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Mon, 20 Nov 2017
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Are Sunspots Disappearing?

The sun is in the pits of the deepest solar minimum in nearly a century. Weeks and sometimes whole months go by without even a single tiny sunspot. The quiet has dragged out for more than two years, prompting some observers to wonder, are sunspots disappearing?

"Personally, I'm betting that sunspots are coming back," says researcher Matt Penn of the National Solar Observatory (NSO) in Tucson, Arizona. But, he allows, "there is some evidence that they won't."

Penn's colleague Bill Livingston of the NSO has been measuring the magnetic fields of sunspots for the past 17 years, and he has found a remarkable trend. Sunspot magnetism is on the decline:
© NASA
Sunspot magnetic fields measured by Livingston and Penn from 1992 - Feb. 2009 using an infrared Zeeman splitting technique.

Light Saber

Airborne laser ready for flight tests

Image
© Russ Underwood, Lockheed Martin
The US military's missile-defence laser is taking to the air for its first full-power try-out.
It should be the moment of truth for the Airborne Laser (ABL). In the coming months, the multibillion-dollar laser built into a customised Boeing 747 will try to shoot a ballistic missile as it rises above the clouds.

Don't expect instant reports of success, though. Instead, if all goes to plan, we're likely to hear about a series of incremental improvements.

Developed by the US Department of Defense's Missile Defense Agency (MDA), the ABL aims to focus a beam of laser energy in the megawatt range for several seconds onto a missile at a "militarily significant distance" - more than 100 kilometres.

So far, the laser has only operated at near full power on the ground. On 18 August it was fired successfully from the air, but at reduced power. That, however, was no mean feat: aircraft vibrations play havoc with the precisely aligned optical components needed to generate a laser beam.

Sherlock

Extinct New Zealand Eagle May Have Eaten Humans

Sophisticated computer scans of fossils have helped solve a mystery over the nature of a giant, ancient raptor known as the Haast's eagle which became extinct about 500 years ago, researchers said Friday. The researchers say they have determined that the eagle - which lived in the mountains of New Zealand and weighed about 40 pounds (18 kilograms) - was a predator and not a mere scavenger as many thought.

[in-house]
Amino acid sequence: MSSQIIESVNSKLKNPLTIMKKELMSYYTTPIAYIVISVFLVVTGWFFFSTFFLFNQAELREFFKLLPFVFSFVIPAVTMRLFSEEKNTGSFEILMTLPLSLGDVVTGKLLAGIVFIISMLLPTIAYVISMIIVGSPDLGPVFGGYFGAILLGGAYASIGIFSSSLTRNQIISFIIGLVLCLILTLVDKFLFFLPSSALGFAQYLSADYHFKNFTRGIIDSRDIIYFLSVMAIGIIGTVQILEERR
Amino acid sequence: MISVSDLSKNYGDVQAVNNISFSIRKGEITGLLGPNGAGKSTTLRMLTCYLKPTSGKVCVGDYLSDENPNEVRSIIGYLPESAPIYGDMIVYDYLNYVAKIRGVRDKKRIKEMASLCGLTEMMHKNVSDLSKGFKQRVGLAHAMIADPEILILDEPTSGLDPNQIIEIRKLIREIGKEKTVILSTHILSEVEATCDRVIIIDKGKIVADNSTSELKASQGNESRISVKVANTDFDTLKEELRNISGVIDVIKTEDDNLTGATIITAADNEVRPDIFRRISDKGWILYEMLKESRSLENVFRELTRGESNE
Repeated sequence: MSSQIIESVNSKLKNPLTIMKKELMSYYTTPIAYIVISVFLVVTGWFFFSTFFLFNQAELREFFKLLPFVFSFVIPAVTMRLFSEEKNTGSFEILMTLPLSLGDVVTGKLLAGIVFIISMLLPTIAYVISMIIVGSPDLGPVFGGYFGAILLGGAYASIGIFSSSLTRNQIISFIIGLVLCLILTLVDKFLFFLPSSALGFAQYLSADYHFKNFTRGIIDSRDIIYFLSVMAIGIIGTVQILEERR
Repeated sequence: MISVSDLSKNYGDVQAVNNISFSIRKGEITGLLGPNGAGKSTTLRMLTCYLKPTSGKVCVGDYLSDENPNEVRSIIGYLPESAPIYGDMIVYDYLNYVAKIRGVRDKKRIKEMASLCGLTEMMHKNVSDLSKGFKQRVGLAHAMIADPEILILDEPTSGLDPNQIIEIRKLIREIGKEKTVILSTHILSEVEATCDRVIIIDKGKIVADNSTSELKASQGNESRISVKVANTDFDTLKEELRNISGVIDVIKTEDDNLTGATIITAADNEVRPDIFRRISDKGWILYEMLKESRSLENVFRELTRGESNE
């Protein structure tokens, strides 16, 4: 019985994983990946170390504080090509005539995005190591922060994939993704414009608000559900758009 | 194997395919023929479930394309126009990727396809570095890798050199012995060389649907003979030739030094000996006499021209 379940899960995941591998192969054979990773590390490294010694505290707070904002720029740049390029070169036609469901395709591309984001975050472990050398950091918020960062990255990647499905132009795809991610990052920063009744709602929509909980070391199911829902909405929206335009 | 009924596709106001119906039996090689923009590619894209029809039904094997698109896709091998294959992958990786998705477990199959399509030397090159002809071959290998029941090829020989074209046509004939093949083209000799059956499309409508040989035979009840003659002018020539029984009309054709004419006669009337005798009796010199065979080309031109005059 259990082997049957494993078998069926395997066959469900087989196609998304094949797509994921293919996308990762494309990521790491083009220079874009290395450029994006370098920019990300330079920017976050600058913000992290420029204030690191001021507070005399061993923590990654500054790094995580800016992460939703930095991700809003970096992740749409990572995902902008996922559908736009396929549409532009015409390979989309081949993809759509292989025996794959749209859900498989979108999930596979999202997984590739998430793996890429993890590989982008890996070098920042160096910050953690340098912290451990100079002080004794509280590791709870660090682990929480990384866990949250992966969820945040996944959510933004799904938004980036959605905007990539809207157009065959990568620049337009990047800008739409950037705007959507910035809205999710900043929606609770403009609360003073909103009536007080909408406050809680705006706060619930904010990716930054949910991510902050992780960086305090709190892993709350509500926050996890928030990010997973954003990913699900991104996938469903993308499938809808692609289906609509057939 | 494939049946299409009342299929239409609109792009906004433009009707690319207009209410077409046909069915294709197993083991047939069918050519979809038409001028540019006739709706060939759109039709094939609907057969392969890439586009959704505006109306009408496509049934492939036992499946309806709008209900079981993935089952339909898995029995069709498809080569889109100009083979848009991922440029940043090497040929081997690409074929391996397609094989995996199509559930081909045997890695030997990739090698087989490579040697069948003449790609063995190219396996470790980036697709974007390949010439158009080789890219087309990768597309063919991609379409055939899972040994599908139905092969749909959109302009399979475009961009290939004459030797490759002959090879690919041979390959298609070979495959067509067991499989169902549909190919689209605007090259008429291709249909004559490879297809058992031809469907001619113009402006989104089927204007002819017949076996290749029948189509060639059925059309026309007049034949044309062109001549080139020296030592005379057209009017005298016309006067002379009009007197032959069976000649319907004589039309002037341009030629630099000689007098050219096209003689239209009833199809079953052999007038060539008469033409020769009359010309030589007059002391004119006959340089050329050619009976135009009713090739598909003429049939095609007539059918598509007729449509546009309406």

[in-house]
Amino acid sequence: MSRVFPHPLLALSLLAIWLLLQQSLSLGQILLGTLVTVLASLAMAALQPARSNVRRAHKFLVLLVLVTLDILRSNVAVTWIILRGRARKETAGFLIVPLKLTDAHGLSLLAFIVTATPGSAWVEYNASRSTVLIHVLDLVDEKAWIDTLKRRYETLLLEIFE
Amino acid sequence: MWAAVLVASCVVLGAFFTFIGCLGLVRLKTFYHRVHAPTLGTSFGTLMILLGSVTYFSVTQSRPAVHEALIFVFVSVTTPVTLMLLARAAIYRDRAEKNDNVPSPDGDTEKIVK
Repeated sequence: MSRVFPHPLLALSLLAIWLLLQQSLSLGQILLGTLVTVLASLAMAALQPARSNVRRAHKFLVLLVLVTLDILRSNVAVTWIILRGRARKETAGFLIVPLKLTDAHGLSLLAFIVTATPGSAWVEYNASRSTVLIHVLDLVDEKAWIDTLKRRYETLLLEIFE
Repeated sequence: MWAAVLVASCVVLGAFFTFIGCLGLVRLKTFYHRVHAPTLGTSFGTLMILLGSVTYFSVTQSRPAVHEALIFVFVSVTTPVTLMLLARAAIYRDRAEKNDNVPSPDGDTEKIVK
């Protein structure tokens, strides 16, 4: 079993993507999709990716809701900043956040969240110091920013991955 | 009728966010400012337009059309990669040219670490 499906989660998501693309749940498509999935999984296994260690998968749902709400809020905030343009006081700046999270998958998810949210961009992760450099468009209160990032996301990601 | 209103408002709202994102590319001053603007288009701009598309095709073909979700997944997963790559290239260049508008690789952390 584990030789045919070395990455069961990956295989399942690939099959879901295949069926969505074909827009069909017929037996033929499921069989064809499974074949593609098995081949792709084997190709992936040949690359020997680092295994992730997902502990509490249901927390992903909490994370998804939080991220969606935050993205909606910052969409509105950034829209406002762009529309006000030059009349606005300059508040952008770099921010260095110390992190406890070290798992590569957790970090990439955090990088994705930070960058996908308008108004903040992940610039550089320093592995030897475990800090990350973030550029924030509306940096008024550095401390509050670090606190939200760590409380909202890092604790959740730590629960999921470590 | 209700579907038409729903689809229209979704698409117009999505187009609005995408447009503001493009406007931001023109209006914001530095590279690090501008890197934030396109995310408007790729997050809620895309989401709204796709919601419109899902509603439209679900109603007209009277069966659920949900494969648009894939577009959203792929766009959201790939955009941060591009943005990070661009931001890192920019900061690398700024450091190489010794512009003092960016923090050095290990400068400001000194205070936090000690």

Much larger than modern eagles, Haast's eagle would have swooped to prey on flightless birds - and possibly even the rare unlucky human.

Ken Ashwell of the University of New South Wales in Australia and Paul Scofield of the Canterbury Museum in New Zealand wrote their conclusions in the peer-reviewed Journal of Vertebrate Paleontology.

Using computed axial tomography, or CAT, the researchers scanned several skulls, a pelvis and a beak in an effort to reconstruct the size of the bird's brain, eyes, ears and spinal cord.

Battery

Chinese solar plant expected to be the biggest

© Associated Press/First Solar
In this Sept. 7, 2009 photo released by First Solar, First Solar CEO Mike Ahearn, left, greets Chairman Wu Bangguo of the Standing Committee of the National People's Congress, in Phoenix
First Solar Inc. said Tuesday it has received initial approval from the Chinese government to build what may become the largest solar field in the world.

First Solar, which makes more solar cells than any other company, said it struck a tentative 10-year deal to build in China's vast desert north of the Great Wall. The project would eventually blanket 25 square miles of Inner Mongolia - slightly larger than the size of Manhattan - with a sea of black, light-absorbing glass.

The solar field would dwarf anything in operation in the U.S. or Europe. At 2 gigawatts, or 2 billion watts, the solar plant could pump as much energy onto China's grid as two coal-fired plants, enough to light up three million homes. Like most solar plants, however, it wouldn't produce electricity at night.

Display

Israeli Company Lands US Patent That Could Make Internet Search Giants Pay

Aviv Refuah, the young CEO of the public Israeli company Netex Corporation, has managed to score a US patent on an internet search option developed by the company he founded that could well force major Internet search players like Google, Microsoft and Yahoo to cough up royalties for future use of the technology.

Refuah, who started the company 12 years ago when he was barely 17 years old, is careful not to overestimate the awarding of the patent and the possible outcome for now, but that didn't stop the company's stock from soaring yesterday.

The technological centerpiece of the patent, referred to as 'www.addressing', basically allows internet surfers to type a site's name directly into the address bar or search box and get rerouted to a website straight away, without getting search results to choose from first. For example, if one were to type "techcrunch" in the URL field of a browser, the program would access this site right away without initiating a search query first. Furthermore, the infamous 'I'm Feeling Lucky' button on the Google homepage reportedly uses Netex technology that has now been successfully patented in the United States.

Arrow Up

3-D: It's nearly there